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“The Taming of the Shrew”: Petruchio and Katherina Essay

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Updated: Sep 14th, 2021

The play The Taming of the Shrew was written at a time of renewed interest in marriage, in the way relations between the sexes were being redrawn by the consequences of the Reformation and by the socio-economic conditions of contemporary England. The Taming of the Shrew remains one of Shakespeare’s most popular comedies of a woman tamed by a man. Shakespeare creates bright characters of Petruchio and Katherina to unveil various modes of love, wooing, and marriage.

Petruchio is a complex character depicted as a boastful and ignorant personality. Alongside the play impulse to self-creation, to the development of the indivi­dual self as an autonomous being, came this new imperative: one’s life partner was to be regarded not as a fellow combatant in an ancient and endless war between the sexes but as a friend and companion. Through the character of Petruchio, Shakespeare unveils that cruelty is good for the victim.

The cruelty is important because it is the only thing that helps to conquer Katherina. Structurally paralleling man’s dual nature of little boy and adult dominant male, this revival presented two distinct images, separated by an intermission. Moreover, Petruchio’s habitual language underlines his authority and power over women. Thus, Petruchio never states that his only motive is financial, nor does he refer to Katherina as one of his possessions—goods, chattels, household stuff. Shakespeare underlines that there is noting deceptive in the terms of Petruchio’s proposal of marriage:

For I am he am born to tame you, Kate,

And bring you from a wild Kate to a Kate

Conformable as other household Kates (Shakespeare 2000).

The first half, ending with Petruchio’s and Kate’s abrupt departure from the wedding feast, is depicted in a fairly conventional comic manner, with the playful, game-playing little boy idea receiving visual reinforcement by Petruchio’s arrival for his wedding riding a broomstick toy horse with a stuffed head. In the second half, playfulness gives way to brutality in a concerted application to destroy Kate’s individuality through her total subjugation, physically and mentally, to Petruchio.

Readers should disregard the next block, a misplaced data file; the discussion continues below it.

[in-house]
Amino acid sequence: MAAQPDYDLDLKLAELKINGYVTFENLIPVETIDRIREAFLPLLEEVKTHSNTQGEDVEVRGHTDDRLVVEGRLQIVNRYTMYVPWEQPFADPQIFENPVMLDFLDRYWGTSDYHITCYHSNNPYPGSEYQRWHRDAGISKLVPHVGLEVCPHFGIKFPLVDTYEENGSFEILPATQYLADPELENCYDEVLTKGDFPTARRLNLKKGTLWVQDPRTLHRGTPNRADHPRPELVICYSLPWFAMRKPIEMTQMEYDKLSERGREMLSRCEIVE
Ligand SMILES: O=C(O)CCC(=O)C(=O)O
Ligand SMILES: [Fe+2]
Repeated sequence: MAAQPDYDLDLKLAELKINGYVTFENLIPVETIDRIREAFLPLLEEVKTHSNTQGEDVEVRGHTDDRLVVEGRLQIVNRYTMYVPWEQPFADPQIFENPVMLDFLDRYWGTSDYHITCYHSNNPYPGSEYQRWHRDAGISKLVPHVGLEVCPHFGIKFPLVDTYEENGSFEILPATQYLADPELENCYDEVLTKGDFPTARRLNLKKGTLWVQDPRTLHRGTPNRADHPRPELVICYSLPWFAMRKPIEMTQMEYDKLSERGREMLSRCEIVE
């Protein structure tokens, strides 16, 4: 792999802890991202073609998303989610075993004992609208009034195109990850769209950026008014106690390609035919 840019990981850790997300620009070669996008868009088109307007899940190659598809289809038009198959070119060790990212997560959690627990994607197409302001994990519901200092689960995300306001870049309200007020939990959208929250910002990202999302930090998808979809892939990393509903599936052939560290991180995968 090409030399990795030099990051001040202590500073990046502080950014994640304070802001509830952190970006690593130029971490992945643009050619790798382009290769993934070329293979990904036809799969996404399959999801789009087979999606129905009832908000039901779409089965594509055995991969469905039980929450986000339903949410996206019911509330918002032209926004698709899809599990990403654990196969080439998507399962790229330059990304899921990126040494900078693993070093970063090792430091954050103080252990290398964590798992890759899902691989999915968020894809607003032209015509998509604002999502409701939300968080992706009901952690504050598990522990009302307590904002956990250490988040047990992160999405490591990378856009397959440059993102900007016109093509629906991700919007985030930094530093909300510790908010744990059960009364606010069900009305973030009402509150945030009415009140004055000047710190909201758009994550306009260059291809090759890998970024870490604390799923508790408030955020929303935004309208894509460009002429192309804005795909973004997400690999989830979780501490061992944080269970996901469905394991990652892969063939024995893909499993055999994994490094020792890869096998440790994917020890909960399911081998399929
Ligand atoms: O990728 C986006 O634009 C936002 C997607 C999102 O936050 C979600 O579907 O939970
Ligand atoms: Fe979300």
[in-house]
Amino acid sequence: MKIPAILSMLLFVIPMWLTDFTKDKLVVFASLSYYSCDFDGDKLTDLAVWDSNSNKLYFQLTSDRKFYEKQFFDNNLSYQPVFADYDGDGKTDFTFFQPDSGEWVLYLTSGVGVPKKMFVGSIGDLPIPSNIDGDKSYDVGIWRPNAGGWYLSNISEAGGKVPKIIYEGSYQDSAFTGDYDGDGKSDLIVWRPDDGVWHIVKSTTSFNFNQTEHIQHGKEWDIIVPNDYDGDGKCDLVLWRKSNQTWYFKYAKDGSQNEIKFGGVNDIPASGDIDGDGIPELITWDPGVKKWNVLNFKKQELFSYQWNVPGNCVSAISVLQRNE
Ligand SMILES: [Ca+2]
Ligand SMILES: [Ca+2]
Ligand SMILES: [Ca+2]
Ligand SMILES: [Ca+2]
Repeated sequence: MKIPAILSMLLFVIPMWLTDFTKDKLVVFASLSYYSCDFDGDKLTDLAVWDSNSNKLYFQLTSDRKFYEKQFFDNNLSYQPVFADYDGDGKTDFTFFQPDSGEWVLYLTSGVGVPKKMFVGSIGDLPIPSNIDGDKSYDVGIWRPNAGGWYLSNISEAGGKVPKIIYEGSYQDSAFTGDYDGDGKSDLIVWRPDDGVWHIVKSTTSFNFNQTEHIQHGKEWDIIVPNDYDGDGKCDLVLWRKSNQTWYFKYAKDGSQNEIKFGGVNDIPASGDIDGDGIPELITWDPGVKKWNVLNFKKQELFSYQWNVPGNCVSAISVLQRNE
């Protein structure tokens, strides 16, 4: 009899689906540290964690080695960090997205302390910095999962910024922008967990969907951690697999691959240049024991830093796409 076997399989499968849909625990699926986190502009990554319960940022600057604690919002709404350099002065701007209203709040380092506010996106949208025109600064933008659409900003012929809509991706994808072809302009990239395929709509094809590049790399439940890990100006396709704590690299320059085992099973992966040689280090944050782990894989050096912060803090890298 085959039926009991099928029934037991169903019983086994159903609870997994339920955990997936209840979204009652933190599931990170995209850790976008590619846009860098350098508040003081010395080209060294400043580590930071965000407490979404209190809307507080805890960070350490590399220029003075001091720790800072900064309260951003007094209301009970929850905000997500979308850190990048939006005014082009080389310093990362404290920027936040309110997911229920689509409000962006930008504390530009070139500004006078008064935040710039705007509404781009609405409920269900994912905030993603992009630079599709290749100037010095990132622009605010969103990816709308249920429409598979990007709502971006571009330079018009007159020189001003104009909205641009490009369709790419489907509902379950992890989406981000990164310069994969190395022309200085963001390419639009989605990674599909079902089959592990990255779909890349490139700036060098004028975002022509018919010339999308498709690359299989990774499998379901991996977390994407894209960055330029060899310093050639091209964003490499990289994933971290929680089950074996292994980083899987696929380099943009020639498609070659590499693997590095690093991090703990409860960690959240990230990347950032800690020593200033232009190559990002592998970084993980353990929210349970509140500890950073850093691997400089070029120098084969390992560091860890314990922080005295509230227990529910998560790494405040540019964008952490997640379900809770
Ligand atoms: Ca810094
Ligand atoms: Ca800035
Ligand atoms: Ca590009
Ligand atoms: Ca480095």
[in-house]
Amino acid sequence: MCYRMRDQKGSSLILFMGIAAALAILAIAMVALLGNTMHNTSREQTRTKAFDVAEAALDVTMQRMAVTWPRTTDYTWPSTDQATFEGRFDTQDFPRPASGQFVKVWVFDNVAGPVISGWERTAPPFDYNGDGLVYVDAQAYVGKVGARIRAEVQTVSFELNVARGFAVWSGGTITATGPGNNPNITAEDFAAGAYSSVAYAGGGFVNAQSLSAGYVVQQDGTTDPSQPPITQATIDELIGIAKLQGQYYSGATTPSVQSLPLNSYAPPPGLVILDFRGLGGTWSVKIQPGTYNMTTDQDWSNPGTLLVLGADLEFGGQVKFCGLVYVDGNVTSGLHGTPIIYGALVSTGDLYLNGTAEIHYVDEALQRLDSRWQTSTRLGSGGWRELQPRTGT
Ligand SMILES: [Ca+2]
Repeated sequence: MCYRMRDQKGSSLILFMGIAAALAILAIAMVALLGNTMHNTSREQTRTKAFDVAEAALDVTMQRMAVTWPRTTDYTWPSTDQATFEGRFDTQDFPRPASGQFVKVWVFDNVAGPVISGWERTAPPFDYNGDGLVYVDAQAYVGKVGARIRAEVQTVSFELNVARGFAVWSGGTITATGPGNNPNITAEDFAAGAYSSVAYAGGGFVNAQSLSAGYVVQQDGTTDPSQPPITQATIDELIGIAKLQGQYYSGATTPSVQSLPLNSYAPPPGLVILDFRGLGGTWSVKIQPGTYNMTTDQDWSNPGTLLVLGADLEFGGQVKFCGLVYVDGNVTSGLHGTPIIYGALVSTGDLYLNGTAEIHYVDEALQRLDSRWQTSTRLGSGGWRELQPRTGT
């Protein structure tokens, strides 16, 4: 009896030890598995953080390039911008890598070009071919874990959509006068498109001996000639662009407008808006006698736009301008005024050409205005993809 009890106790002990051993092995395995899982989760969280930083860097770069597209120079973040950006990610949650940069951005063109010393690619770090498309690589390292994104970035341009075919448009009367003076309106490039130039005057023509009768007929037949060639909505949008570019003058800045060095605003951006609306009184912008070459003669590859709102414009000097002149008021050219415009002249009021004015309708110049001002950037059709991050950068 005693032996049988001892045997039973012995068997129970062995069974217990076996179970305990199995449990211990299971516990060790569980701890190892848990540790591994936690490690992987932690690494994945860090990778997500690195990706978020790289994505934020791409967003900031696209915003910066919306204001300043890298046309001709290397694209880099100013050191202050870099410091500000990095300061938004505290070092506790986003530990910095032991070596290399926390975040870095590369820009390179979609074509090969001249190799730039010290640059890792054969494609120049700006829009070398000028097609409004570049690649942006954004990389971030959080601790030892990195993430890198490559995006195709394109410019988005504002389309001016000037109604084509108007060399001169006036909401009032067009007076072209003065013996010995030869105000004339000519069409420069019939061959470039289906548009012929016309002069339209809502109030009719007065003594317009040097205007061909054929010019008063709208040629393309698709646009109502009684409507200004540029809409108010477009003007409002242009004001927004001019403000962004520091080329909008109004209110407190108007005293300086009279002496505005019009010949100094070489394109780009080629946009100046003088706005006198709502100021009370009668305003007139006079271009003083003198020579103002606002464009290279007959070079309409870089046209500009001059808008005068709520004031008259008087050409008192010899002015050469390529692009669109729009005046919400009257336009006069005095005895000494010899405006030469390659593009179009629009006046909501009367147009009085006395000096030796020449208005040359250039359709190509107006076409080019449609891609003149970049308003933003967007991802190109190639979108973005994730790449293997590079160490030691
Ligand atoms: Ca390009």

Deprived of food and sleep for days, this becomes a physically weak and ill Kate, vacant-eyed and in rags. Thus, there anything deceptive in the terms of Petruchio’s proposal of marriage: Lucentio’s practice is designed to deceive Baptista and gain admittance for himself to Bianca. Hortensio’s practice, to the same end, briefly involves Petruchio also as a deceiver:

Now shall my friend Petruchio do me grace,

That so I may, by this device, at least

Have leave and leisure to make love to her

And unsuspected court her by herself (Shakespeare 2000)

From the very beginning, Katherina is portrayed as a cold and unsympathetic young woman. Thus, it is possible to say that Katherina gains the upper hand but realizes that she must seem submissive; she then delivers her final speech with an ironic touch, such as a wink to the audience, sharing her secret that all is not as it seems. In the world of comedy, the excessive concern of Hortensio, Gremio, and Baptista to see that Petruchio is not deceived about Kate.

Kate is allowed to mistake the nature of Petruchio. If her awareness of his quality lags briefly behind ours at first, yet she perceives clearly what he is in their very first encounter when he returns insult for insult, roar for the roar, and threatens blow for blow. Katherina is depicted as a bad-tempered young girl who insults a lot of young men in Padua. For instance, she responds to Petruchio: “Go foole, and whom thou keep’st command.